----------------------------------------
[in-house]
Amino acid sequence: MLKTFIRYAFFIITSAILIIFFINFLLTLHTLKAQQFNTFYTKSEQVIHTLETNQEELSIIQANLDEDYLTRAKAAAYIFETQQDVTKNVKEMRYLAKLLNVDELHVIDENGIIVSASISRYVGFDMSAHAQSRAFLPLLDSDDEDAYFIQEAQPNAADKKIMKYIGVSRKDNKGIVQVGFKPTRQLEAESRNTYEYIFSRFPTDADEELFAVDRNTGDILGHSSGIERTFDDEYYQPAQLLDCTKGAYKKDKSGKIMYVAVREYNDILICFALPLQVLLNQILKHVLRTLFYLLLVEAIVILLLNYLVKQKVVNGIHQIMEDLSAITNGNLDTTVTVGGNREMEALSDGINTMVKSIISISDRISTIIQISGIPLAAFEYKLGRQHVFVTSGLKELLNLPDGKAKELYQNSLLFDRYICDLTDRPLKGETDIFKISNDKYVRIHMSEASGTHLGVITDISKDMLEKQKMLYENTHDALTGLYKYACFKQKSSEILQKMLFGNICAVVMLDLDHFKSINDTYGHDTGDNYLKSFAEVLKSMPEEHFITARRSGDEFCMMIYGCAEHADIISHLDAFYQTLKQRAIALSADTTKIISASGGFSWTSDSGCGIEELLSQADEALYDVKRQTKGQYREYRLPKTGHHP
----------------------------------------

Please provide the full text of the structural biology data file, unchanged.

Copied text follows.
[in-house]
Amino acid sequence: MLKTFIRYAFFIITSAILIIFFINFLLTLHTLKAQQFNTFYTKSEQVIHTLETNQEELSIIQANLDEDYLTRAKAAAYIFETQQDVTKNVKEMRYLAKLLNVDELHVIDENGIIVSASISRYVGFDMSAHAQSRAFLPLLDSDDEDAYFIQEAQPNAADKKIMKYIGVSRKDNKGIVQVGFKPTRQLEAESRNTYEYIFSRFPTDADEELFAVDRNTGDILGHSSGIERTFDDEYYQPAQLLDCTKGAYKKDKSGKIMYVAVREYNDILICFALPLQVLLNQILKHVLRTLFYLLLVEAIVILLLNYLVKQKVVNGIHQIMEDLSAITNGNLDTTVTVGGNREMEALSDGINTMVKSIISISDRISTIIQISGIPLAAFEYKLGRQHVFVTSGLKELLNLPDGKAKELYQNSLLFDRYICDLTDRPLKGETDIFKISNDKYVRIHMSEASGTHLGVITDISKDMLEKQKMLYENTHDALTGLYKYACFKQKSSEILQKMLFGNICAVVMLDLDHFKSINDTYGHDTGDNYLKSFAEVLKSMPEEHFITARRSGDEFCMMIYGCAEHADIISHLDAFYQTLKQRAIALSADTTKIISASGGFSWTSDSGCGIEELLSQADEALYDVKRQTKGQYREYRLPKTGHHP